12
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After reading this question Easy bitset I/O. I wanted to see if there was a simpler way of doing it.

This is how I would define a way of outputting std::bitset<N> to the stream and reading it back in. It works perfectly with current containers.

BitIO.h

// Include guards deliberately not included for simplicity.

#include <bitset>
#include <iostream>

template<int S>
class BitIO
{
    public:
    std::bitset<S>&     data;
    BitIO(std::bitset<S>& data)
        : data(data)
    {}

    friend std::ostream& operator<<(std::ostream& stream, BitIO const& value)
    {
        // Currently using just an integer.
        //
        // But we could easily take this a step further and use hex.
        // and pad with 0 to get an exact width (that way we don't need a
        // trailing space).
        //
        // Using a fixed width means we may potentially waste space but can
        // be made to waste the least amount of space possible quite easily.
        //
        // Amount of wasted space would be (4 - (S % 4)) % 4

        return stream << value.data.to_ullong() << " ";
    }
    friend std::istream& operator>>(std::istream& stream, BitIO& value)
    {
        // As the current output uses a white space separated
        // unsigned long long it is easy to read it back in using the
        // normal `operator>>`
        //
        // Would be just as simple to convert this function to use
        // a fixed width format to mirror the output. 
        unsigned long long tmp;
        if (stream >> tmp)
        {
            value.data  = std::bitset<S>(tmp);
        }
        return stream;
    }
};

main.cpp

#include "BitIO.h"
#include <vector>

int main()
{
    std::vector<std::bitset<16> >    values { std::bitset<16>(1), std::bitset<16>(2), std::bitset<16>(255) };

    std::copy(std::begin(values), std::end(values), std::ostream_iterator<BitIO<16>>(std::cout));


    std::bitset<16>  data { 129 };
    std::cout << BitIO<16>(data);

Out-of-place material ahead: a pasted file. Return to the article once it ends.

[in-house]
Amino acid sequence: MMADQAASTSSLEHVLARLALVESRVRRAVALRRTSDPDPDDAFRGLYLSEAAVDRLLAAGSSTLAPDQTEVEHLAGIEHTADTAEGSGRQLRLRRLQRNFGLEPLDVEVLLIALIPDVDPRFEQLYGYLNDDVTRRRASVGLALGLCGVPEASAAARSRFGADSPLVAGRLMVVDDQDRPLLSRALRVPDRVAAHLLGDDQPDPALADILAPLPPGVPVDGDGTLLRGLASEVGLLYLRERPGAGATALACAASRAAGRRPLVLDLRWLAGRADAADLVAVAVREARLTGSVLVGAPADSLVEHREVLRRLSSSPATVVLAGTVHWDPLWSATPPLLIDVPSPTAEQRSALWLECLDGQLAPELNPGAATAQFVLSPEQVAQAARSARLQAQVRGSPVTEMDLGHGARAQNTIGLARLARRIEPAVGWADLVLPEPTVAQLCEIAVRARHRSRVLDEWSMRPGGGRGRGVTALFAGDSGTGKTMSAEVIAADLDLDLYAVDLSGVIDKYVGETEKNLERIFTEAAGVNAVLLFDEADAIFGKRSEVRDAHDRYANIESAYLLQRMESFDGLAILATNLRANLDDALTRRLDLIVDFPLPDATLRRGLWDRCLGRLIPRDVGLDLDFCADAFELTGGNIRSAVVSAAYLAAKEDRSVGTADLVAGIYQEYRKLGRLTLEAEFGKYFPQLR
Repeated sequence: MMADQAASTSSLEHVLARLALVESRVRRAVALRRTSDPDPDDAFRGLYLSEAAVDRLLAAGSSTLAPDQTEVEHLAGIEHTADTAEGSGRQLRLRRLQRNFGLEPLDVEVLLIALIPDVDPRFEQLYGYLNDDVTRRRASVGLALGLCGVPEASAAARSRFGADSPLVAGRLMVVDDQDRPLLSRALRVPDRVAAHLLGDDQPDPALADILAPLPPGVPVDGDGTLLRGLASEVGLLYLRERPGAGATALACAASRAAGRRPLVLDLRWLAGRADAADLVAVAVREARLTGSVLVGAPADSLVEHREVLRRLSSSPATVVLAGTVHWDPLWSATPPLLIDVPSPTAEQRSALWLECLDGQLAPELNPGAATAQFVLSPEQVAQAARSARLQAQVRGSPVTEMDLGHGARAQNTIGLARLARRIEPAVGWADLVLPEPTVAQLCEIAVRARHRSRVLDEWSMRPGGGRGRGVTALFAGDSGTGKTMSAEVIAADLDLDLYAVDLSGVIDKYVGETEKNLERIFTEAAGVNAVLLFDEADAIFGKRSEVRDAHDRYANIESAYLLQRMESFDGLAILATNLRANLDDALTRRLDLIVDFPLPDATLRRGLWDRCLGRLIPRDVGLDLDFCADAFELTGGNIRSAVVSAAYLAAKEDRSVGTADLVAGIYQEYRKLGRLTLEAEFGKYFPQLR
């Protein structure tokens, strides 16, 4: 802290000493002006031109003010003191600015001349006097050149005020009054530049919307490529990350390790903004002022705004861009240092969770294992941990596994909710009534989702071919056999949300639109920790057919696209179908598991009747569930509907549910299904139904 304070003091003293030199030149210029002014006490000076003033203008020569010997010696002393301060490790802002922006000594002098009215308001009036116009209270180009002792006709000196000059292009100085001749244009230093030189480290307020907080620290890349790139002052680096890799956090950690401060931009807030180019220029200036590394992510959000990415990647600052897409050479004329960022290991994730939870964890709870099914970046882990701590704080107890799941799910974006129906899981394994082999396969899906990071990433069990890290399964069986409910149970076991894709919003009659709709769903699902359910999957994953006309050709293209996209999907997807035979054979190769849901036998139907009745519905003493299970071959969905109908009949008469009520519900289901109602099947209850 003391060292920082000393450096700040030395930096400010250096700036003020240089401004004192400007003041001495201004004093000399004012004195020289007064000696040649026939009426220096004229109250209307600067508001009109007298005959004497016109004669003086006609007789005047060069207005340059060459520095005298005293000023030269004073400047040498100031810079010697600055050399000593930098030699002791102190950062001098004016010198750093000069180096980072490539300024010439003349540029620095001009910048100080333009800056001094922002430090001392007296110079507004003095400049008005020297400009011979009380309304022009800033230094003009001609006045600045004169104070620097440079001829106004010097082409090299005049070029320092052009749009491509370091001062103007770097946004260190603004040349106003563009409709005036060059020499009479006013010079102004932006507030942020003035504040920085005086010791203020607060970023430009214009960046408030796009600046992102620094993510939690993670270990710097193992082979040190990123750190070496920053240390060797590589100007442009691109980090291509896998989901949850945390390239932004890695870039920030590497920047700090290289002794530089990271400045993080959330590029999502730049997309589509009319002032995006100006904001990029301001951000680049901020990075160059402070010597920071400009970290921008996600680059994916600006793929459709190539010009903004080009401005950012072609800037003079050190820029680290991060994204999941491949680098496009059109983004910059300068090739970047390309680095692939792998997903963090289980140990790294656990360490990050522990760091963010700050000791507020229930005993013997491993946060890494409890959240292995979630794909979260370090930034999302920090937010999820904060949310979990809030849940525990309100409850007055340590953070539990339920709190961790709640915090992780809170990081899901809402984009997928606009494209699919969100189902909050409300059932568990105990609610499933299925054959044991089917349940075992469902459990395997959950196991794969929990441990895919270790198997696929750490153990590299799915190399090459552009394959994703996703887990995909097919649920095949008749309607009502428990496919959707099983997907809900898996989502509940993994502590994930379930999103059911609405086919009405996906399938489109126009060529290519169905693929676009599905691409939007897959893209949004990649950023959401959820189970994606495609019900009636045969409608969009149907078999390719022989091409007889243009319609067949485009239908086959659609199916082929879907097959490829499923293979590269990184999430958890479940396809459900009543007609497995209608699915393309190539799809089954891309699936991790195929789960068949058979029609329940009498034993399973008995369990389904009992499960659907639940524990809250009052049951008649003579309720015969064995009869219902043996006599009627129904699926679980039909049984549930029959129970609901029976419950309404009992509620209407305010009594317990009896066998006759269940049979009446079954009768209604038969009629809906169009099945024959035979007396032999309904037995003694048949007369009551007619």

}
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6
+100
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The code is relatively short and well-written, so I didn't find many nits to pick. With that said, here's my review:

Include all needed files

Since std::ostream_iterator is declared in <iterator> that should be among the includes in main:

#include <iterator>

Use appropriate type for template parameter

The std::bitset template is defined as taking std::size_t rather than int, so it would make sense to define the BitIO template similarly:

template<std::size_t S>
class BitIO
{
    // ...
};

One can, of course, still abuse the interface by passing negative numbers but at least the user of the code is forewarned that they will be interpreted as std::size_t rather than as signed numbers.

Consider implementing a move constructor

At the moment, this potential usage cannot compile:

std::cout << BitIO<16>(std::bitset<16>{ 99 });

It's easily fixed by adding this constructor:

BitIO(std::bitset<S>&& data)
    : data(data)
{}

Maintain parallelism with existing practice

I was surprised to see spaces separating the outputs when none had been specified in the output ostream_iterator. Although having the space is arguably useful, the choice of separator (if any) should be left up to the user of the template instead of being hardcoded in the operator << function. I'd omit the trailing space to allow usage like this:

std::copy(std::begin(values), std::end(values), 
        std::ostream_iterator<BitIO<16>>(std::cout,":"));
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  • \$\begingroup\$ The constructor could take its value by const reference and still work (have not tried). But that would make the move constructor redundant. \$\endgroup\$ – Martin York Dec 19 '14 at 20:20

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